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The Ghost And Mrs. Muir aired on NBC and then ABC from September 1968 until September 1970 and produced 50 episodes.

Somewhere along a desolate stretch of New England coastline, overlooking Schooner Bay, sat a charming little house known as Gull Cottage. It was charming except for one slight problem-it was haunted by the ghost of a previous owner, Capt. Daniel Gregg( Edward Mulhare), a 19th century sea captain. Every time his nephew Claymore ( Charles Nelson Reilly), the current owner, tried to rent the cottage to someone, the captain scared them off. Into Gull Cottage moved attractive widow Carolyn Muir ( Hope Lange) with her 2 young children Candice and Jonathon ( Kellie Flanagan, Harlen Carraher), their pet dog Scruffy, and Martha ( Reta Shaw), a housekeeper. The captain resented the invasion-Carolyn was sleeping in his bedroom-and he tried to scare them off. Eventually, however, they established a truce, and even developed a fondness for each other. The Ghost And Mrs. Muir was picked up by ABC for a second season after being canceled by NBC. Based on the 1947 movie starring Gene Tierney and Rex Harrison.

Here's an article on the 1969 Emmy Awards from Time Magazine.

Emmys of Irony
Friday, Jun. 20, 1969 Article

It seemed to be just another Emmy awards ceremony, more smoothly mounted than in the past, but still the usual routine: M.C.s introducing guest presenters who introduced the winners. But there also were some moments spiked with irony and bitterness.

> Barbara Bain accepted her third Emmy for her role as the ladylike spy in the Mission: Impossible series. Then she took an unladylike poke at CBS and the series' production company, noting that "there are a couple of people I'd like not to thank. Since they know who they are, I won't name them." Reason for her ire: she has dropped out of the series in sympathy with her co-star and husband Martin Landau, and his reported demands for a pay hike.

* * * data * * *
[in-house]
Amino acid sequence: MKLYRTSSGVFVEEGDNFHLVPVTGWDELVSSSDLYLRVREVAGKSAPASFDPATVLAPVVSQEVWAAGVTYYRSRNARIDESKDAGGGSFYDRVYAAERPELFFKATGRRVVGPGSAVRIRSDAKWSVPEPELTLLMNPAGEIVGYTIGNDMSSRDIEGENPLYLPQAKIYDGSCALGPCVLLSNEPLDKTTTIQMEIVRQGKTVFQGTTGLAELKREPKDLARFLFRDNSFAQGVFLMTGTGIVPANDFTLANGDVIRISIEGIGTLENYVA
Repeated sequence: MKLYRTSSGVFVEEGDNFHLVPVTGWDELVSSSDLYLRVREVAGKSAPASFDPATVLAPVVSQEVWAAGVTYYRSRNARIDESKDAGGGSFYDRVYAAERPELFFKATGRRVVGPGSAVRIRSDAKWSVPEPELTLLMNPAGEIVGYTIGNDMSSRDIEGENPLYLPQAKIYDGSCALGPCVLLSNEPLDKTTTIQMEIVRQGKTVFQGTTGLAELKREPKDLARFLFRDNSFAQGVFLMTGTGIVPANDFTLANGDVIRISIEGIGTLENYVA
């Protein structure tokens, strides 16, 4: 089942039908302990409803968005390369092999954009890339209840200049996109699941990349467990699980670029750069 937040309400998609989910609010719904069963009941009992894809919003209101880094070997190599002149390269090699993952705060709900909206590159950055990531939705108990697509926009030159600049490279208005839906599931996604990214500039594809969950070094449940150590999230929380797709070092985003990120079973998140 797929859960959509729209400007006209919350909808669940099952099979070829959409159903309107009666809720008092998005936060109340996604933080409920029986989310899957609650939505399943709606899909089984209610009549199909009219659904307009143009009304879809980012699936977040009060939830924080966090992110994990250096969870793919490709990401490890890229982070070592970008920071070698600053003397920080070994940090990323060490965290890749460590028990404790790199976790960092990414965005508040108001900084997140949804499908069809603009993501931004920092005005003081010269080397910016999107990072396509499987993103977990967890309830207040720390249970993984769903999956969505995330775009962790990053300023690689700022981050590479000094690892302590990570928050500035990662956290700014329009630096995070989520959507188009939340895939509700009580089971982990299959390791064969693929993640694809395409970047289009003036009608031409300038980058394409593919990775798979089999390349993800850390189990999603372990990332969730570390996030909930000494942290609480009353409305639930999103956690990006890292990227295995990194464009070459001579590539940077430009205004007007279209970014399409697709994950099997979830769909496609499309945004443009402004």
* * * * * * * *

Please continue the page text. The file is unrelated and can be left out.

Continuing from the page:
Don Adams won his third Emmy as Outstanding Actor in a Comedy Series for his role as the bumbling spy in NBC's Get Smart. The show itself received an award for the Outstanding Comedy Series. The twist: NBC has dropped Get Smart horn next season's lineup. Yet another twist: CBS picked it up, and will continue it in the fall.

> Hope Lange was named Outstanding Actress in a Comedy Series for her role in The Ghost and Mrs. Muir, another series dropped by NBC. This one was rescued by ABC for next fall.

> Carl Betz, star of ABC's Judd for the Defense, won an Emmy as the Outstanding Actor in a Dramatic Series. But just as ABC picked up Mrs. Muir, it dropped Judd. No other network has taken on the show.

The Smothers Brothers Comedy Hour, recently dropped by CBS, won for Outstanding Comedy Writing.

>George Lefferts accepted his Emmy for producing Teacher, Teacher, NBC's touching drama about a mentally retarded child. He then turned and roundly scored the Academy of Television Arts and Sciences for slighting 14-year-old Billy Shulman, the retarded youngster who had been nominated as Outstanding Actor in a Supporting Role for his part on the show. The Academy had dropped the category altogether, instead gave Billy a special plaque. > The Dick Cavett Show, dropped by ABC from its morning listings because of low ratings (see following story), was awarded an Emmy for Outstanding Daytime Programming Achievement.


Here is Rita Shaw's Obituary from The New York Times

Reta Shaw, Was Mabel In 'The Pajama Game'
Published: January 18, 1982

Reta Shaw, the chubby actress who pleased Broadway audiences in her comic role as Mabel in ''The Pajama Game'' in 1952, died in Encino Calif., on Jan. 8. She was 69 years old.

Miss Shaw had appeared also in ''Gentlemen Prefer Blondes,'' ''Picnic'' and ''Annie Get Your Gun,'' the last on tour with Mary Martin.

On television, she was seen with Red Skelton, Bob Hope, Lucille Ball and Andy Griffith and on the ''Mr. Peepers'' series, ''Armstrong Circle Theater,'' ''Alfred Hitchcock Presents'' and ''The Millionaire.''

She had featured roles in several motion pictures, including ''Picnic'' and ''The Pajama Game.'' Miss Shaw was a native of South Paris, Me., and a graduate of the Leland Powers School of the Theater in Boston. She was married to William Forester, an actor. She leaves a daughter, Kathryn Anne Forester of Sherman Oaks, Calif., and a sister, Marguerite Shaw of Bronxville, N.Y.

Here's Edward Mulhare's Obituary.

Edward Mulhare; TV, Film, Stage Actor

By Mack Reed
Los Angeles Times, May 25, 1997

Edward Mulhare, the lanky Irish character actor best known as the begrudging specter in television's "The Ghost and Mrs. Muir," died Saturday at home in Van Nuys after a five-month battle with long cancer. He was 74.